View Full Version : A beautiful picture every tennis fan should see!

Dec 16th, 2005, 04:25 AM
Suzanne Lenglen and Helen Wills Moody

Arguably the two most dominant and influential women tennis players of the first half of the 20th century. Their dominance in the sport is still unparalleled.

Suzanne Lenglen
France (1899-1938)

In the days of ground-length tennis dresses, Suzanne Rachel Flore Lenglen played at Wimbledon with her dress cut just about the calf. She wept openly during matches, pouted, sipped brandy between sets. Some called her shocking and indecent, but she was merely ahead of her time, and she brought France the greatest global sports renown it had ever known.

Right-handed Lenglen was No. 1 in 1925-26, the first years of world rankings. She won Wimbledon every year but one from 1919 through 1925, the exception being 1924, when illness led her to withdrawal after the fourth round. Her 1919 title match, at the age of 20, with 40-year-old Dorothea Douglass Chambers is one of the hallmarks of tennis history.

Chambers, the seven-time champion, was swathed in stays, petticoats, high-necked shirtwaist, and a long shirt that swept the court. The young Lenglen was in her revealing dress that shocked the British at the sight of ankles and forearms. After the second set, Lenglen took some comfort from her brandy and won, 10-8, 4-6, 9-7, in a dramatic confrontation, rescuing two match points.

After her victory, Lenglen became easily the greatest drawing card tennis had known, and she was one of those who made it a major box-office attraction. Along with a magnetic personality, grace and style, she was the best woman player the world had seen.

Lenglen, born May 24, 1899, in Paris, played an all-court game such as few had excelled at. She moved with rare grace, unencumbered by the tight layers of garments others wore. She had extraordinary accuracy with her classical, rhythmic ground strokes. For hours daily her father, Charles Lenglen, had her direct the ball at a handkerchief he moved from spot to spot. Her control was so unfailing that she thought it shameful to hit the ball into the hight or beyond the line. In addition, she had so keen a sense of anticipation that she invariably was in the right position to meet her opponent's shot.

Her 1926 match against Helen Wills in a tournament at Cannes, France (pictured above), caused a sensation. Tickets brought unheard-of wealth to scalpers, and the roofs and windows of apartments and hotels overlooking the court were crowded with fans. Lenglen, on the verge of collapse during the tense match, but saved by smelling salts and brandy, defeated the 20-year-old Wills, 6-3, 8-6.

Lenglen's career was not free of setbacks, however. In the 1921 U.S. Championships, having lost the first set badly to Molla Mallory, Lenglen walked weeping and coughing to the umpire and said she could not continuem defaulting the match. She made up for it the next year at Wimbledon by defeating Mallory, 6-2, 6-0, in the final and did not lose another match for the remainder of her amateur career.

In the 1926 Wimbledon, Lenglen had a terrifying ordeal. She kept Queen Mary waiting in the Royal Box for her appearance when, owing to a misunderstanding or a failure of communications, Lenglen did not have the correct information about the time she was to be on court. The ghastly error was too much. She fainted and Wimbledon saw her no more as a competitor. She withdrew from the tournament, and that year went on a tour for money in the United States under the management of C.C. Pyle, winning all 38 matches against Mary K. Browne. It marked the start of professional tennis as a playing career.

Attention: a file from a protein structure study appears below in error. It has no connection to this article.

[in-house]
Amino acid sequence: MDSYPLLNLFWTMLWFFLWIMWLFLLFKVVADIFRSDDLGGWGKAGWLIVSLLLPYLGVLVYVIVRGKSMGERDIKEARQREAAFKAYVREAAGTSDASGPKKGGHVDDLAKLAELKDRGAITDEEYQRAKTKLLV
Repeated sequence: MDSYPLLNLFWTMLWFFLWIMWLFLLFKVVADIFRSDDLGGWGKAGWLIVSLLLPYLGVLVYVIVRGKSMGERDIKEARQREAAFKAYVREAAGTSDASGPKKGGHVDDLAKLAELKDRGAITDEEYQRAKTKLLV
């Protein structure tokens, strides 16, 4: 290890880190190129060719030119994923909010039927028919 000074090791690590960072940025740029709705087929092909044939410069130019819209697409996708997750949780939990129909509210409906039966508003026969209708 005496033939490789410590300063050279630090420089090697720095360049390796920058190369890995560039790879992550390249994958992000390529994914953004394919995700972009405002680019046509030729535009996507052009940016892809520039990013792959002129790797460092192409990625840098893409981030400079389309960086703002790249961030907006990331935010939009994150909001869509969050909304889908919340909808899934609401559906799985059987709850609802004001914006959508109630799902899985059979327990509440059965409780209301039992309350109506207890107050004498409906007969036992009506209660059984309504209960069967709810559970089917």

At the age of 39, Lenglen died of pernicious anemia, July 4, 1938, in Paris. She was elected to the Hall of Fame in 1978. There was a speculation that her health had been undermined by her long hours of practice as a young girl. But she had brought the glamour of the stage and the ballet to the court, and queues formed at tennis clubs where before there had been indifference. She had emancipated the female player from layers of starched clothing and set the short-hair style as well. During her career she won 81 singles titles (seven without the loss of a game!), 73 doubles titles, and 8 mixed doubles titles. On five different ocassions, Suzanne won the singles, doubles, and mixed doubles titles at the French Open and Wimbledon. She had brought the game of tennis into a new era.

Major titles (21)- French singles, 1925, '26; Wimbledon singles, 1919, '20, '21, '22, '23, '25; French doubles, 1925, '26; Wimbledon doubles, 1919, '20, '21, '22, '23, '25, French mixed, 1925, '26; Wimbledon mixed, 1920, '22, '25

French Open Record: 10-0 %1.00
Wimbledon Record: 32-0 %1.00
US Open record: 0-1 %.000

Helen Wills Moody
United States of America (1905-?)

It scarcely seems possible that two players of the transcendent ability of Helen Newington Wills Moody Roark and Suzanne Lenglen could have been contemporaries. They were ranked for close to half a century as the two best female tennis players of all time. Their records are unmatched and hardly have been approached.

While indeed contemporaries, they were rivals in only one match, played in 1926 and won by Lenglen, 6-3, 8-6, at Cannes, France. Lenglen, not yet 27, was at the crest of her game, with six Wimbledon championships in her possession. Wills' game at 20 had not quite attained full maturity, though she had been in the Wimbledon final of 1924, and would win eight times. Their rivalry was limited to the single meeting, for later that same year Wills was stricken with appendicitis, and Lenglen turned pro.

It would be difficult to imagine two players of more different personalities and types of game. Between 1919 and 1938 (29 years), Wills won 52 of 92 tournaments on a 398-35 match record, a .919 average, and had a 158-match winning streak (27 tournaments).

Quiet, reserved, and never changing expression, Wills, known as Little Miss Poker Face, played with unruffled poise and never exhibited the style, the flair, or the emotional outbursts that Lenglen did. From her first appearance in the East in 1921, when she was national junior champion, Wills' typical garb on the court was a white sailor suit, white eyeshade and white shoes and stockings.

The game she played right-handed was one of sheer power, which she had developed in practice against men on the West Coast. From both forehand and backhand she hammered the ball almost the full length of the court regularly, and the speed, pace and depth of her drives, in conjunction with her tactical moves, sufficed to subdue her oppenents. She could hit winners as spectacularly from the baseline on the backhand as on the forehand.